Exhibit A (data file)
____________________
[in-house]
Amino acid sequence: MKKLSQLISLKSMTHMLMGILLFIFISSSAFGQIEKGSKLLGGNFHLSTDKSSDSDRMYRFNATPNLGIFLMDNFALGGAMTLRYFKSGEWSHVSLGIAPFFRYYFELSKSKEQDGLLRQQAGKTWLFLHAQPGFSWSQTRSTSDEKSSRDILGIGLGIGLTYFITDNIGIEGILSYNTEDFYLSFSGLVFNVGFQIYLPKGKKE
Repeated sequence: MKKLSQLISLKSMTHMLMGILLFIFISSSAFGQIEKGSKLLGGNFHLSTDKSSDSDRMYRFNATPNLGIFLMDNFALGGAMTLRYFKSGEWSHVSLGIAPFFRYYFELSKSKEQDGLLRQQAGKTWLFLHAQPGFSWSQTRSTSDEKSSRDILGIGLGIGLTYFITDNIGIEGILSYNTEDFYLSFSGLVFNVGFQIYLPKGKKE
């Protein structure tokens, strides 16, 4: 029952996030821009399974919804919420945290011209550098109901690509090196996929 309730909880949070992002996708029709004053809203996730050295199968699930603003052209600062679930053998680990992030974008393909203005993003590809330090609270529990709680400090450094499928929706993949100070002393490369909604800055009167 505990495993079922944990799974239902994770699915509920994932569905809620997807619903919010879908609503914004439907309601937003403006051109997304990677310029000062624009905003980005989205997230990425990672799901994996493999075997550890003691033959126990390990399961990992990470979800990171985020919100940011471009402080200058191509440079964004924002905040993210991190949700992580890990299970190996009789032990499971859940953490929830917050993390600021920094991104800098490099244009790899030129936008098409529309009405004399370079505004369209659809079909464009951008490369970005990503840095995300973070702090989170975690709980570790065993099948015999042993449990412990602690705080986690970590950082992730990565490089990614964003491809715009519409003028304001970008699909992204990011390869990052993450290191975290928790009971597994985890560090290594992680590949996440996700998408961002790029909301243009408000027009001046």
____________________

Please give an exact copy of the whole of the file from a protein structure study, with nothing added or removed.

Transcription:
[in-house]
Amino acid sequence: MKKLSQLISLKSMTHMLMGILLFIFISSSAFGQIEKGSKLLGGNFHLSTDKSSDSDRMYRFNATPNLGIFLMDNFALGGAMTLRYFKSGEWSHVSLGIAPFFRYYFELSKSKEQDGLLRQQAGKTWLFLHAQPGFSWSQTRSTSDEKSSRDILGIGLGIGLTYFITDNIGIEGILSYNTEDFYLSFSGLVFNVGFQIYLPKGKKE
Repeated sequence: MKKLSQLISLKSMTHMLMGILLFIFISSSAFGQIEKGSKLLGGNFHLSTDKSSDSDRMYRFNATPNLGIFLMDNFALGGAMTLRYFKSGEWSHVSLGIAPFFRYYFELSKSKEQDGLLRQQAGKTWLFLHAQPGFSWSQTRSTSDEKSSRDILGIGLGIGLTYFITDNIGIEGILSYNTEDFYLSFSGLVFNVGFQIYLPKGKKE
């Protein structure tokens, strides 16, 4: 029952996030821009399974919804919420945290011209550098109901690509090196996929 309730909880949070992002996708029709004053809203996730050295199968699930603003052209600062679930053998680990992030974008393909203005993003590809330090609270529990709680400090450094499928929706993949100070002393490369909604800055009167 505990495993079922944990799974239902994770699915509920994932569905809620997807619903919010879908609503914004439907309601937003403006051109997304990677310029000062624009905003980005989205997230990425990672799901994996493999075997550890003691033959126990390990399961990992990470979800990171985020919100940011471009402080200058191509440079964004924002905040993210991190949700992580890990299970190996009789032990499971859940953490929830917050993390600021920094991104800098490099244009790899030129936008098409529309009405004399370079505004369209659809079909464009951008490369970005990503840095995300973070702090989170975690709980570790065993099948015999042993449990412990602690705080986690970590950082992730990565490089990614964003491809715009519409003028304001970008699909992204990011390869990052993450290191975290928790009971597994985890560090290594992680590949996440996700998408961002790029909301243009408000027009001046």